BOGOTA (Reuters) - Colombia must restart aerial fumigation of coca with the herbicide glyphosate as soon as possible to reduce cocaine production, income for illegal armed groups, massacres and the killings of human rights activists, the defense minister said.
The Andean country, a top producer of cocaine, suspended aerial fumigation with glyphosate in 2015 on concerns by the World Health Organization (WHO) it may cause cancer.
Cultivation of coca, the base ingredient in cocaine, subsequently shot up to its highest levels in nearly two decades in 2017, according to United Nations figures.
“There is no doubt at all. Colombia needs to reestablish aspersion, aerial fumigation with glyphosate for national security reasons,” Defense Minister Carlos Holmes Trujillo told Reuters in an interview on Friday. “Logically it needs to be reestablished with assurances for health and the environment.”
President Ivan Duque’s government is in the process of complying with standards set by the Constitutional Court to resume the fumigation.
It will also need environmental regulators’ permission, recently delayed by legal actions from communities who oppose aerial fumigation.
The WHO’s cancer arm classified glyphosate as “probably carcinogenic to humans.” The U.S. Environmental Protection Agency disagrees, saying the chemical is not a carcinogen.
Spraying with glyphosate will cut off resources “for those who commit massacres and kill social leaders,” Trujillo said, referring to the murders of human rights activists, many of whom oppose illegal mining and coca cultivation, and recent mass killings the government attributes to groups funded by drug trafficking.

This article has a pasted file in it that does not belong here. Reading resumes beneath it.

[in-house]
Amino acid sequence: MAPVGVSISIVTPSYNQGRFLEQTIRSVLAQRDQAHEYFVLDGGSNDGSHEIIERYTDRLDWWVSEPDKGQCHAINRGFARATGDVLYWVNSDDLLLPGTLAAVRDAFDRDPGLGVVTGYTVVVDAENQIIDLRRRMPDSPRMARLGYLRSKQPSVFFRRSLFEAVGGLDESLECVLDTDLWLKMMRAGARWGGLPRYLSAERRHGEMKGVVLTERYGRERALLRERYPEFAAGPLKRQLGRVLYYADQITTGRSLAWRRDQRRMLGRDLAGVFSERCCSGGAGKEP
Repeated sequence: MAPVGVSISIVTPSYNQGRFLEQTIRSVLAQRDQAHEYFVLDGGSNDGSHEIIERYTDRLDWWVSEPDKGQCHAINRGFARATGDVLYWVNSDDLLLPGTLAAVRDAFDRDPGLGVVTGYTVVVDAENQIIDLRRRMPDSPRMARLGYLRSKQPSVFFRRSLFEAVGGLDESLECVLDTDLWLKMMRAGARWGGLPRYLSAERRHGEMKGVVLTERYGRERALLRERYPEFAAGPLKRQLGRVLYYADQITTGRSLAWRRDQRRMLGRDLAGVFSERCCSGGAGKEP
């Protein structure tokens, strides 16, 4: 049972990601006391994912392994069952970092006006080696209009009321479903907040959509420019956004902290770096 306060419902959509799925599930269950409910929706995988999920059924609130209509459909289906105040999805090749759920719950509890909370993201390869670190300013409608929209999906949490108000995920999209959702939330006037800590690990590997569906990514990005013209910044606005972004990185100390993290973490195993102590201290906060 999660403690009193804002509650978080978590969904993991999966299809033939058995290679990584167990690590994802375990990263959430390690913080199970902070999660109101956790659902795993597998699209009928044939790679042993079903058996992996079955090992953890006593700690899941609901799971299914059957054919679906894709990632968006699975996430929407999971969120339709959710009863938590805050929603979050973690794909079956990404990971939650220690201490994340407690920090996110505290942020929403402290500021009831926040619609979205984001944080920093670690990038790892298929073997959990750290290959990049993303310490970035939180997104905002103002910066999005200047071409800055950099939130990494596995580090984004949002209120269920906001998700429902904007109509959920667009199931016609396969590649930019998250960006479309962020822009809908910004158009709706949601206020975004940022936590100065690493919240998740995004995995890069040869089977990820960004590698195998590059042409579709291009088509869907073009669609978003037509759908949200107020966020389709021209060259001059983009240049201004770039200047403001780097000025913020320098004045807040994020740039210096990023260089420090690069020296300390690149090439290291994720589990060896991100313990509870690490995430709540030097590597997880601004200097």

There were 154,000 hectares (380,550 acres) planted with coca in Colombia at the close of 2019, according to the UN, with cocaine production potential at 1,137 metric tonnes.
That figure is more than triple the 48,000 hectares recorded in 2013, when aerial fumigation was in use, Trujillo said.
Trujillo would not give an estimated date for a restart in spraying from airplanes, but said the practice is more efficient and safer than the manual eradication currently in use.
Between 400 and 600 hectares of coca could be destroyed daily with aerial fumigation, he said, compared with just 170 hectares with manual eradication.
Aerial fumigation also protects eradication teams from attacks by armed groups and landmines, Trujillo said. Sixteen members of the security forces have died so far in 2020 during eradication efforts and more than 100 have been injured.
The uptick in mass killings and murders of activists has sparked criticism from the international community and rights groups, which accuse Duque’s government of not doing enough to protect vulnerable communities.
Research group Indepaz says 259 activists have been killed so far in 2020, while official statistics count 23 massacres with a total of 111 victims.
Despite the lack of aerial fumigation, Colombia will eradicate a record 130,000 hectares during 2020, the minister added.
Manual eradication and voluntary crop substitution will continue even once aerial fumigation is re-approved, Trujillo said.
“We need to create conditions for investment, large investment, investment in sustainable and profitable projects for Colombian farmers,” Trujillo said.
Reporting by Luis Jaime Acosta; Writing by Julia Symmes Cobb; editing by Diane Craft
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